By Rich Romero
OHI Resource Developer

OHI, HERMON, Maine – The Maine Community Foundation recently awarded a $10,000 grant to OHI to upgrade its information technology infrastructure based upon a thorough independent assessment.

The Penobscot Valley Health Association Fund of the Maine Community Foundation at the recommendation of the Penobscot Country Committee advisors funded the grant, according to Amy Pollien, grants manager.

Currently, OHI provides services in rural locations which have limited Internet connectivity with existing resources, said Brenda Leavitt, project manager. Communication and service deliver suffer as a result.

“An IT assessment benefits OHI by providing us with an outside audit of our current network by examining performance, reliability and risk,” explained Leavitt. “The assessment report provides us the factual information to redesign our IT infrastructure. The grant allows OHI to begin making recommended upgrades and changes to keep pace with our strategic plan and evolving technology.”

OHI is in the process of implementing an electronic medical record and recently converted to new time and attendance, and payroll systems. This project benefits not only all of the more than 350 people OHI employs but also the nearly 400 people it supports, Leavitt said.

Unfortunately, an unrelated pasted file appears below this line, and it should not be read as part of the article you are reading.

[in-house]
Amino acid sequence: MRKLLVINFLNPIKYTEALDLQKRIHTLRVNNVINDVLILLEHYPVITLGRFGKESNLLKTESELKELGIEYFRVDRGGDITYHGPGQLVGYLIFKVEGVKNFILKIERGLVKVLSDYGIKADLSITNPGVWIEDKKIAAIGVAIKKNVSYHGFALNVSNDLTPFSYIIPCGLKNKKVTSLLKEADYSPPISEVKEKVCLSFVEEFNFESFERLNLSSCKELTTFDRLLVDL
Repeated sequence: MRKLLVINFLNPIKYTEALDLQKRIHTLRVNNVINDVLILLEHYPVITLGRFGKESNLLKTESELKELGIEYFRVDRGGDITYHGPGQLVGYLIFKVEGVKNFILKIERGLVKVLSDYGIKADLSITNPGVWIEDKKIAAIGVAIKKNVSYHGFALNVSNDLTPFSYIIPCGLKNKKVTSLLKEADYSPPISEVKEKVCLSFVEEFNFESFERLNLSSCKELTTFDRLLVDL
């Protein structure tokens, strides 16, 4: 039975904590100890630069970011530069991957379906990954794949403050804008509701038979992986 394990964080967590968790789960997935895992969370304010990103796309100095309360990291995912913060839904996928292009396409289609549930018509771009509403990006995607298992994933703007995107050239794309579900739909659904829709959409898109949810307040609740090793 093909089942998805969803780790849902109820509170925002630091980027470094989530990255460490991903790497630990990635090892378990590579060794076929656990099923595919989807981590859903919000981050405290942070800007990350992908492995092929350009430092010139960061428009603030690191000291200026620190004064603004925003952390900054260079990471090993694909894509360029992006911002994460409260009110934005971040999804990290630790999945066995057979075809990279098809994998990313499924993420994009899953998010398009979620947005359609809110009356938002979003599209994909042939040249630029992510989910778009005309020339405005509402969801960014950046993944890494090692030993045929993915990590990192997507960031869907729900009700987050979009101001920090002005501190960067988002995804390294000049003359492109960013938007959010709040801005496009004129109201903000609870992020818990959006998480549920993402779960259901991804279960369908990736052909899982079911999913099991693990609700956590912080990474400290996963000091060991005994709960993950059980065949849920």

“Our last IT technical assessment and major technology restructure took place in 2007,” she explained. “By enhancing out IT infrastructure we provide better access to the electronic medical record for our employees which, in turn, enhances the quality of supports we provide to people we currently serve and those we will serve in the future.”

Penobscot Valley Health Association grants support grassroots organizations and start-up projects focused on strengthening the health and welfare of the greater Bangor community. It was established in 1906 through a number of bequests to help people with tuberculosis in the greater Bangor area. For many years, the association made charitable contributions to both treat and research the disease. After newer drugs and methods of treating tuberculosis were developed, the association turned its charitable interests to more general health and welfare projects in the greater Bangor area. In 1996, the association moved its endowment and became a component fund of the Maine Community Foundation.

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